Showing posts from November, 2014

How I Got Hooked On Science Fair

Tonight I met with several members of the Simcoe County Regional Science and Technology Fair committee. It's only my second year on the committee but I truly enjoy spending time with the other members. On the way home tonight I took some time to reflect on why.

At a glance the members of the science fair committee seem pretty diverse. Although many of us are teachers, some are not. Those who teach do so in public schools, Catholic schools, private schools and colleges. Some of us have young children at home (who occasionally get dragged out to meetings) and some are retired empty-nesters. We often hold our meetings in restaurants and I'm betting it's hard for strangers to figure out what could possibly bring us all together.

Two years ago I attended the regional science fair as a judge. It was my first time at the fair (my school hadn't participated anytime in recent history) and all it took was one conversation with a 4th-grade scientist for me to be hooked. There is …

Twitter and My PLN

Our recent board-wide launch of our New Pedagogies for Deep Learning (NPDL) project saw students, parents, teachers, and administrators gather in the same space to share their vision for education. We discussed barriers to progress and helped find ways to overcome them. We talked about the value of community connections and the power of student voice. We struggled with the open-ended nature of the project and the feeling of responsibility that comes with creating new learning in our schools.
During the NPDL launch we were encouraged to share our thinking throughout the day through Twitter. Many of us were happily ‘tweeting’ during many of the presentations and discussions. We tweeted to help us share insights, distill out the ‘big ideas,’ and acknowledge the contributions of other individuals around us. At about the midpoint of the day I overheard a comment from a teacher that could have come from me six months ago. To paraphrase, he said: ‘It’s a shame so many people are so busy Twe…

'Bring IT, Together' Conference Debrief - Part 2

Part 1 of my conference debrief can be found in my previous post:

This post is a summary of my take-aways from conference sessions I attended. They're here for me more than anything, but I would like to invite you to browse - you might find something interesting to you! If you want more information about any of these presentations I'll do my best to help you find it. I have included Twitter handels for presenters if I have them.

STEM Lesson: How to extract DNA from a banana
Martha (@marthajez) and Drew Jez from Fair Chance Learning. Loved this session; as a science teacher I love the idea of recording observations using video and photo documentation as well as in writing. The USB microscope for class viewing was neat. We Skyped with a scientist to discuss our findings and ask questions (VROC program). Partners in Research, in addition to VROC, offers other exciting opportunities including STEM summe…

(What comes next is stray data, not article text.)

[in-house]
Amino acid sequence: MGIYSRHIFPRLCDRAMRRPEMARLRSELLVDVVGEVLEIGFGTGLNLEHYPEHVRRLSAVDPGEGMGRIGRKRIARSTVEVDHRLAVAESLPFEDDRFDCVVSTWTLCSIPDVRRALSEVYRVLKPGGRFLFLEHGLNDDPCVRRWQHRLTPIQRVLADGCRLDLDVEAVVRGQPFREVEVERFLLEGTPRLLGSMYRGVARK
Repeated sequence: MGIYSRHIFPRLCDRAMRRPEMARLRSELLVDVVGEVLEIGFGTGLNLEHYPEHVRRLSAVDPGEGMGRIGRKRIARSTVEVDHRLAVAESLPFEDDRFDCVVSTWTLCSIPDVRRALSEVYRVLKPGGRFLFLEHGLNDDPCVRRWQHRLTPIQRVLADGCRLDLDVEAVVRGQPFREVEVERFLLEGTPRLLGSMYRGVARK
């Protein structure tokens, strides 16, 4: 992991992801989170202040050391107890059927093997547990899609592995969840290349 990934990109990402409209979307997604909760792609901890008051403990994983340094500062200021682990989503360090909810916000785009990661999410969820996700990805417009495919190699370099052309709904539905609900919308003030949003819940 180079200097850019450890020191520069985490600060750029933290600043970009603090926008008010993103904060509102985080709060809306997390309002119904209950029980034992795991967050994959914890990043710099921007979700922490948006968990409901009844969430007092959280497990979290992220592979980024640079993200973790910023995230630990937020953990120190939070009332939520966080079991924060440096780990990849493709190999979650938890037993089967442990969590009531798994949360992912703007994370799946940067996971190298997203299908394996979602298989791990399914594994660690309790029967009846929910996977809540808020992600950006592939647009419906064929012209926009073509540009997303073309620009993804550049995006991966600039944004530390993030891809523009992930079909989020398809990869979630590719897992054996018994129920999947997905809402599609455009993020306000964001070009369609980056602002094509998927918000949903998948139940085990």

'Bring IT, Together' Conference Debrief - Part 1

As a new blogger this is my first attempt to summarize a conference experience in writing. I don't want to assume that all readers have been to a conference before, so I'll attempt to describe the overall experience before sharing the good bits.

Picture a place where hundreds (sometimes thousands) of like-minded people converge in a single location to share their passion. There are conferences for dentists, weavers, physicists, philosophers - if you can think it up, it probably exists. Last week I spent three days in Niagara Falls at 'Bring IT, Together 2014,' a conference hosted by ECOO (the Educational Computing Organization of Ontario) and OASBO-ICT (Ontario Association of School Business Officials - Information and Communication Technology). This conference is for people interested in the use of digital tools to transform education and there were over 1500 attendees. Over three days I attended three keynote speeches, four in-depth hands-on technology sessions, and …

Much more than a new perspective.

I became a teacher in 2003. I taught science for 10 years before, give or take a mat leave or two, before taking on my current central role. I had (and still have) excellent mentors who taught (teach) me the value of routines, relationships, organization and balance. I could have taught very happily for 10 or 20 more years without changing anything.

In April I saw the job postings for IRT positions in an email attachment. I read the attachment more than once, but thought up many excuses for not taking action. There were commitments I had made to the school that I didn't want to back out on: student government, academic awards assembly, etc. There was my family to consider; a new job might mean irregular hours and would certainly take me farther away from home. The third major excuse I made was that I was probably not cut out for this type of role. I am an introvert and have always carefully navigated my workplace spaces and relationships in a way that allows me to feel calm and in…